(This page was developed by a Berea College student as part of a course on Chesnutt)
The reason that lynching is on this site about Chesnutt is that it was a major problem in his time. Also, Chesnutt writes about lynchings in a few of his short stories and novels. He knew that it was a problem and probably thought that in order to open people's eyes, he should write about it and voice his opinion on the subject.
Ida B. Wells was a staunch advocate of African-American rights and wrote in protest of lynchings under the pseudonym "Iola." She also spoke in Scotland and England in order to persuade them to boycott American goods until the number of lynchings decreased. This boycott worked and lynchings were nearly cut in half. Another reason that Ida is so important is that she was one of the founders of the NAACP.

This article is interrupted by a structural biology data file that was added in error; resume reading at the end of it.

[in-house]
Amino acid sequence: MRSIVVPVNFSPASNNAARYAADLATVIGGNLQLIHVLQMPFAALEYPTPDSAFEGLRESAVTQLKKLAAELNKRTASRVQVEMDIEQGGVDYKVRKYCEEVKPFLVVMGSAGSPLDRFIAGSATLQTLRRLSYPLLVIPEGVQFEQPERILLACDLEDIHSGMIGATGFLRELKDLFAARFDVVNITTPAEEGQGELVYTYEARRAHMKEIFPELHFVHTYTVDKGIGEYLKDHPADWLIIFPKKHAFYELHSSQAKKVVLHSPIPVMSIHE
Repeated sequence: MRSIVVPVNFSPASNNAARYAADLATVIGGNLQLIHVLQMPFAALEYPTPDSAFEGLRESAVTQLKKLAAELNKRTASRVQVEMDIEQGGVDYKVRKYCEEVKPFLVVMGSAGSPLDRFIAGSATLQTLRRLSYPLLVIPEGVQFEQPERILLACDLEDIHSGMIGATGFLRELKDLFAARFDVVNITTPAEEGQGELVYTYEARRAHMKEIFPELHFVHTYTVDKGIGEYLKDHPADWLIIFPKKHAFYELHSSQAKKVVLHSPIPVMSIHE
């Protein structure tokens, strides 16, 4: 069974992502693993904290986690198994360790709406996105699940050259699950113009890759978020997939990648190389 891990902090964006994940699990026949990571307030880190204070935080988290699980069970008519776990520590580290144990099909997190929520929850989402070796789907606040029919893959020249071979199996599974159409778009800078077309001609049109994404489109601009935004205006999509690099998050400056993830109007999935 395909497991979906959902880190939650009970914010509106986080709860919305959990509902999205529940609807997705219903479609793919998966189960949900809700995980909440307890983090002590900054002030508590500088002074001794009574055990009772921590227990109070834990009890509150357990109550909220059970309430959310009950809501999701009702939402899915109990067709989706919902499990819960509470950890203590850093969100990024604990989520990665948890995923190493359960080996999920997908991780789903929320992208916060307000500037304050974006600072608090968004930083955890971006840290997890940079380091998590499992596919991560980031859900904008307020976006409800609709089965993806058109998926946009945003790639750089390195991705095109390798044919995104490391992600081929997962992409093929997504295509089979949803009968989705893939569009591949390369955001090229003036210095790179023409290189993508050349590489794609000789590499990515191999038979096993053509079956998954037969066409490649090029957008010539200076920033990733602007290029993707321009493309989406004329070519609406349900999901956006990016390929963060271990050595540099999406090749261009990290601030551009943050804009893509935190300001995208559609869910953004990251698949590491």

The first major campaign of the NAACP was to get anti-lynching laws into effect. They tried to pass many bills, but none of them ever got past the Senate. One of the bills that they tried to get passed was the Dyer bill, which would have made lynching a federal offense. In order to open the eyes of the public, the NAACP published a huge review of lynching records from 1889-1918. All of the efforts made by the NAACP against lynchings finally brought an end to the excesses of mob violence and made the public hostile towards lynchings.
In the 1920's groups of southern liberals organized in order to generate an anti-lynching movement of their own. The frequency of lynchings during this time period did drop, but as the depression hit a resurgence came up.
**As everyone should know, lynching is still a problem facing America today. It may have decreased dramatically, but it does still exist in some places.
This page is compiled from: The Internet and The Encyclopedia of Southern History, edited by David C. Roller and Robert W. Tyman, Louisiana State University Press, 1979.